November 2017 – Post Production Blues – by Jules Drake Brockman

It’s Monday evening. I’m sorting out a quick supper because it’s rehearsal night. No need to think about pudding because there’s sure to be some of Sarita’s lemon drizzle cake!

Then I remember. The play is over. So what am I going to do with my Monday and Thursday evenings now? For a start I think I’ll sit down with a glass of vino and reflect on the production and my time with PADS and Blackham Players.

I’ve been with the drama group for over 20 years now. It all started when my other half told me that ‘since I could be a bit of a drama queen at home, I should put it to good use.’ The rest, as they say is history!

‘Play Safe’ has been a great journey, if at times a bit of a roller coaster! Rich stepped up to the plate for his directing debut and with his great organisational skills and focus, we’d already had read-throughs by June, cast by July and rehearsing by August – almost unheard of!

He chose a new play – a comedy which I always enjoy and we were soon into ‘blocking’ (sorting out the movements) and rehearsals (with scripts in hand.) He introduced a bit of new technology in the form of an online App where you can download your script onto your phone complete with spoken words (which sounded more like a female version of Stephen Hawking!) Very embarrassing when you forget to put your phone on silent in the wings!

I always enjoy rehearsals. We’re a very social bunch. Some of the photos tell their own story! And there’s plenty of tea and hopefully said lemon drizzle cake to keep up our energy levels. I think the cast may have been a bit too much for Rich, because a few weeks in, he decided to escape to Italy! he said it was for work, but his facebook posts told a different story of cappuccino, red wine and Italian café life!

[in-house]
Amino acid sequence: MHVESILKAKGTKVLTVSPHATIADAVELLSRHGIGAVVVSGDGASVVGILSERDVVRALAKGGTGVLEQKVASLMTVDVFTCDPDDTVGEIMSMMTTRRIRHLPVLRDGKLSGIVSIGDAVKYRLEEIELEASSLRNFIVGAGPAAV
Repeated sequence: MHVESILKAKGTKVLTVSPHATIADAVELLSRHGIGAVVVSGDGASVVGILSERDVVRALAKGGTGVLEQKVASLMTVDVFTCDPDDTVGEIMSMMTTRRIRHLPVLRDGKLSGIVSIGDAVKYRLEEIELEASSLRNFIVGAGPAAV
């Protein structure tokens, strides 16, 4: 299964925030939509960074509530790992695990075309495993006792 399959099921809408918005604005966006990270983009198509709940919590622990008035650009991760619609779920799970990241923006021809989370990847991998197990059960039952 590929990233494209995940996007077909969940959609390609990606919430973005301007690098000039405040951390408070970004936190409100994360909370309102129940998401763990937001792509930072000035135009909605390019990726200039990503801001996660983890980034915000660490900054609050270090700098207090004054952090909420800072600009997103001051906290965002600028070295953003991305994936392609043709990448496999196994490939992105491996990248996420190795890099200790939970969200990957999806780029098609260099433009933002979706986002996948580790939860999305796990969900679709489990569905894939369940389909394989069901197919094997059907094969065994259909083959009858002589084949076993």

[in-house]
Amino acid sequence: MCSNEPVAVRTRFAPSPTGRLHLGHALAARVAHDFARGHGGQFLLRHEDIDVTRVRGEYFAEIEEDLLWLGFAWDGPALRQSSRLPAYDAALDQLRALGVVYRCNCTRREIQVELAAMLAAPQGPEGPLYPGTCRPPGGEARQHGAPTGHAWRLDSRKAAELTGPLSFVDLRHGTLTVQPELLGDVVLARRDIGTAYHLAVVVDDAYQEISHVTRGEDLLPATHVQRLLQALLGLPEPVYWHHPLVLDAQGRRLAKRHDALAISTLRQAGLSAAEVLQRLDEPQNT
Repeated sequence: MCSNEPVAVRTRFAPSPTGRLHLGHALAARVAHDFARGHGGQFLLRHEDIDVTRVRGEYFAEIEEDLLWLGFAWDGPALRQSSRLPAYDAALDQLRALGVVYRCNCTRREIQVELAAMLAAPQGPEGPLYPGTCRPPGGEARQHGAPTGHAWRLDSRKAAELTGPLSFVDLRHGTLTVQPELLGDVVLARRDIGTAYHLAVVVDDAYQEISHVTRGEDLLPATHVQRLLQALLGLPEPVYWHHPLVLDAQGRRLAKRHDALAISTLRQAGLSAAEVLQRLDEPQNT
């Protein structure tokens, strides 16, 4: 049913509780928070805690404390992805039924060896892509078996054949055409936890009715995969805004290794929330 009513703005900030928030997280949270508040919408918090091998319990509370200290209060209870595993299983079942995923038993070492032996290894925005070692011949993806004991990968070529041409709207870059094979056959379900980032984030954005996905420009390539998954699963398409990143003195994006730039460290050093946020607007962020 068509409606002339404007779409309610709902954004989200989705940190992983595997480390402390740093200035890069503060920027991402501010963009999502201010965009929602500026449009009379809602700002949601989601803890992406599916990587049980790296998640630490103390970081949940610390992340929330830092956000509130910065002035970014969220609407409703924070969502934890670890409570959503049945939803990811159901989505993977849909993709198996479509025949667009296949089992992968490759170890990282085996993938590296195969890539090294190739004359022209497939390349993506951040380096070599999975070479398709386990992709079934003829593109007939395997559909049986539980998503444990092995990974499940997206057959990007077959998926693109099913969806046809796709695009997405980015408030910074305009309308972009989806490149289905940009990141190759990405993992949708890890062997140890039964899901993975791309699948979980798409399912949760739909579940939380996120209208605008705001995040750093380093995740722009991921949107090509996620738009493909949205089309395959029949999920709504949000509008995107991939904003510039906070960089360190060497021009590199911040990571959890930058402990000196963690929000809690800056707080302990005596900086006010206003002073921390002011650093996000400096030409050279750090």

So a bit of juggling and ‘Barry the Brain’ (AKA Tony) stepped into the directors shoes. Rich promised to return for the performances and we now have ‘good cop/bad cop’ directing! We also had a couple of casting changes to deal with – one which we sorted with an ingenious change from a male to a female part where Ben became Bennie.

At rehearsals, the pace picks up. Lines are getting learned (sort of!) Furniture and props are sourced including wheelchairs, Zimmer frames and a Whopper Chopper! And as we get close to production, the real strength of our group shines through with a host of jobs to be done to make it all go smoothly on the night – Publicity, Box office, catering and bar arrangements, set design and build, raffle, sound and lighting and setting up and clearing down the hall.

Finally, we’re in performance week. Rich has come back from Italy as promised and we get through Tech and Dress rehearsals OK and find ourselves nervously in the wings on the first night asking each other “remind me, exactly WHY do we do this”?!

But, as always all is well. We manage most of the lines in roughly the right order (but sometimes causing our lovely debutante prompt Lynda to have kittens!) The audiences are as always very appreciative. They even laugh in all the right places (and some places where we didn’t expect!) and give us some great feed-back. We even had one of the writers (Jane Hilliard) come and see us and she gave us some lovely comments. The last night is great and we celebrate afterwards with a few glasses and a delicious home-made chilli.

So, another very enjoyable production from start to finish. What a great bunch of friends to do it with. I’m still dreaming of whopper choppers and 25 million dollar Ferraris. I’m sure dear Will Shakespeare is turning in his grave at my miss-quoting of some of his great lines and my attempt at Shakespearian Hip Hop. And there’s always the next production to look forward to next year. Why don’t you come and join us? There’s something for everyone.

AKA Peter Legrande. Retired soap and Shakespearian actor.

All the photos from this production can be found by clicking here







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Penshurst Amateur Dramatics

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We at PADS believe that amateur dramatics make an important contribution to the diversity of village life. This contribution becomes particularly relevant as other elements of our village fabric are whittled away.

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